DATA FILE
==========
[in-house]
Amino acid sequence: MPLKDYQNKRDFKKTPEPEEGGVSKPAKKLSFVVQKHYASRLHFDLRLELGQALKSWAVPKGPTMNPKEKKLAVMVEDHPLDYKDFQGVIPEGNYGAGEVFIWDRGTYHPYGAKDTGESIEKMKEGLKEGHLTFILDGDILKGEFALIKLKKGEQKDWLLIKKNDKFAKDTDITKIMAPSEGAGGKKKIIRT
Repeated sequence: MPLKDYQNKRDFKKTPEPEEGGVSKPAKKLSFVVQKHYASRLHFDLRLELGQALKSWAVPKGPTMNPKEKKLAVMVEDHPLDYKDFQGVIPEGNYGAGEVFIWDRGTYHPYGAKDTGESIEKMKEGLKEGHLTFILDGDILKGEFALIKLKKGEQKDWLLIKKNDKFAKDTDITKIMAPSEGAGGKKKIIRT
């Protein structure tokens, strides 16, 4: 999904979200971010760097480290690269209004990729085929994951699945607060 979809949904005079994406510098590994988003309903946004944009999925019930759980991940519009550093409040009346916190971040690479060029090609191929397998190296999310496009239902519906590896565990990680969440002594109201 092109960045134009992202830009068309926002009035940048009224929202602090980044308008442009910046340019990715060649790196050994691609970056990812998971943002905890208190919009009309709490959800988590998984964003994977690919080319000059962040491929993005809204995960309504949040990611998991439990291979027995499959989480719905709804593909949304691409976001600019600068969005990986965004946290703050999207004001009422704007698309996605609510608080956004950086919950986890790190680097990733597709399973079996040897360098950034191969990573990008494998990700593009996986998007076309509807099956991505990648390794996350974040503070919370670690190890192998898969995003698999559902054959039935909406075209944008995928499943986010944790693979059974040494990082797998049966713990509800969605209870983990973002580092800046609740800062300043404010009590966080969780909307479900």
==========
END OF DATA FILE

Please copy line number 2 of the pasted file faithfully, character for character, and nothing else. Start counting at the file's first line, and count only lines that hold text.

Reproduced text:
Amino acid sequence: MPLKDYQNKRDFKKTPEPEEGGVSKPAKKLSFVVQKHYASRLHFDLRLELGQALKSWAVPKGPTMNPKEKKLAVMVEDHPLDYKDFQGVIPEGNYGAGEVFIWDRGTYHPYGAKDTGESIEKMKEGLKEGHLTFILDGDILKGEFALIKLKKGEQKDWLLIKKNDKFAKDTDITKIMAPSEGAGGKKKIIRT